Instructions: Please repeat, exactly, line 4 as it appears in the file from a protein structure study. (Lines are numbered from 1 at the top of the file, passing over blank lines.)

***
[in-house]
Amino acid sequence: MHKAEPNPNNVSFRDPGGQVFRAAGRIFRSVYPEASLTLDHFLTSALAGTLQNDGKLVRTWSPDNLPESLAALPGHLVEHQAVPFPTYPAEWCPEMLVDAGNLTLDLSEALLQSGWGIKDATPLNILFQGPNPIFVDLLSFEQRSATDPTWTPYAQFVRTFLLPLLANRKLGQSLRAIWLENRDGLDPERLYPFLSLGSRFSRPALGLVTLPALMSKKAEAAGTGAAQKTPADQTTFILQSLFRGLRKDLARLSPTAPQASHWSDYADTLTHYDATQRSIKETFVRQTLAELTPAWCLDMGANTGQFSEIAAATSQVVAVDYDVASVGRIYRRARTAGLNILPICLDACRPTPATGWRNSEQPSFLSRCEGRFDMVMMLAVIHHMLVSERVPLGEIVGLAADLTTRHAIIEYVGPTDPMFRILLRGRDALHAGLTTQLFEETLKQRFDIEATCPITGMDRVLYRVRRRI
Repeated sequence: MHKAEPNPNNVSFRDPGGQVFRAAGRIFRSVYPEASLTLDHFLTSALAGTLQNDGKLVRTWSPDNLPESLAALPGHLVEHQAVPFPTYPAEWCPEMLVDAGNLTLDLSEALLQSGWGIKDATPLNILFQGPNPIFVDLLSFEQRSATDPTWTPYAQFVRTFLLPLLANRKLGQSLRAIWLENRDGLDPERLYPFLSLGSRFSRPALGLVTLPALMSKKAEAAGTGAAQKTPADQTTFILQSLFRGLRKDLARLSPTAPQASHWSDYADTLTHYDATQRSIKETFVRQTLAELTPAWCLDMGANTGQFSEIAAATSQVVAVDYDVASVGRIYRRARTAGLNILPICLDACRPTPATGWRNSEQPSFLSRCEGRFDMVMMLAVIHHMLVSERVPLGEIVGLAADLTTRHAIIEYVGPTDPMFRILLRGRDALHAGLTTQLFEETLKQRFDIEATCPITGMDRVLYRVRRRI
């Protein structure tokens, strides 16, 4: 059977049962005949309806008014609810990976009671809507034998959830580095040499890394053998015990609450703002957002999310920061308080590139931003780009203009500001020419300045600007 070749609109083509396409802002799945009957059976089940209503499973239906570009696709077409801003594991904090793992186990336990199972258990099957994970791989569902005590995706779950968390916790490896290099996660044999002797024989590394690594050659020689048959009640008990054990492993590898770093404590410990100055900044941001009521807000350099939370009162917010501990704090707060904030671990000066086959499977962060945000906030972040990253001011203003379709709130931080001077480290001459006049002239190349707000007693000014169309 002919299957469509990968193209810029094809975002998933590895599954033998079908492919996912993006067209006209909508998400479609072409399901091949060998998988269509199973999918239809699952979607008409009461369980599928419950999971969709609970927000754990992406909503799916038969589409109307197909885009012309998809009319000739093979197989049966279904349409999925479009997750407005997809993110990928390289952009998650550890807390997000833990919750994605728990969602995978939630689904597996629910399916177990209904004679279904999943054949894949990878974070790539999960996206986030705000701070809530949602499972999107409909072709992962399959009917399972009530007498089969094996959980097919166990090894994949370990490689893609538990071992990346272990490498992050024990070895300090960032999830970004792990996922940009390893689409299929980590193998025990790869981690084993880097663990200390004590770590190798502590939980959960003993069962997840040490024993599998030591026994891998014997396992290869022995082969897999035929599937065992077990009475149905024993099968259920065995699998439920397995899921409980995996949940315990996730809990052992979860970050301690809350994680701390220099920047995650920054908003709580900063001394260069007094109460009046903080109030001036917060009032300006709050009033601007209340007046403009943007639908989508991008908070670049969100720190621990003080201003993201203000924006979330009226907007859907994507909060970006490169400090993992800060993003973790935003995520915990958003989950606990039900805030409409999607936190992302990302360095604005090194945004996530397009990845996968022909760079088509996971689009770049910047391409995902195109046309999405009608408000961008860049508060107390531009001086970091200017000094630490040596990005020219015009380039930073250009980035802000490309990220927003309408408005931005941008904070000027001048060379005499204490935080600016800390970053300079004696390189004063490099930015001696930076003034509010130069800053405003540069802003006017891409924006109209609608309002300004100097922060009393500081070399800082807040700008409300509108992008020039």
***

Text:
């Protein structure tokens, strides 16, 4: 059977049962005949309806008014609810990976009671809507034998959830580095040499890394053998015990609450703002957002999310920061308080590139931003780009203009500001020419300045600007 070749609109083509396409802002799945009957059976089940209503499973239906570009696709077409801003594991904090793992186990336990199972258990099957994970791989569902005590995706779950968390916790490896290099996660044999002797024989590394690594050659020689048959009640008990054990492993590898770093404590410990100055900044941001009521807000350099939370009162917010501990704090707060904030671990000066086959499977962060945000906030972040990253001011203003379709709130931080001077480290001459006049002239190349707000007693000014169309 002919299957469509990968193209810029094809975002998933590895599954033998079908492919996912993006067209006209909508998400479609072409399901091949060998998988269509199973999918239809699952979607008409009461369980599928419950999971969709609970927000754990992406909503799916038969589409109307197909885009012309998809009319000739093979197989049966279904349409999925479009997750407005997809993110990928390289952009998650550890807390997000833990919750994605728990969602995978939630689904597996629910399916177990209904004679279904999943054949894949990878974070790539999960996206986030705000701070809530949602499972999107409909072709992962399959009917399972009530007498089969094996959980097919166990090894994949370990490689893609538990071992990346272990490498992050024990070895300090960032999830970004792990996922940009390893689409299929980590193998025990790869981690084993880097663990200390004590770590190798502590939980959960003993069962997840040490024993599998030591026994891998014997396992290869022995082969897999035929599937065992077990009475149905024993099968259920065995699998439920397995899921409980995996949940315990996730809990052992979860970050301690809350994680701390220099920047995650920054908003709580900063001394260069007094109460009046903080109030001036917060009032300006709050009033601007209340007046403009943007639908989508991008908070670049969100720190621990003080201003993201203000924006979330009226907007859907994507909060970006490169400090993992800060993003973790935003995520915990958003989950606990039900805030409409999607936190992302990302360095604005090194945004996530397009990845996968022909760079088509996971689009770049910047391409995902195109046309999405009608408000961008860049508060107390531009001086970091200017000094630490040596990005020219015009380039930073250009980035802000490309990220927003309408408005931005941008904070000027001048060379005499204490935080600016800390970053300079004696390189004063490099930015001696930076003034509010130069800053405003540069802003006017891409924006109209609608309002300004100097922060009393500081070399800082807040700008409300509108992008020039």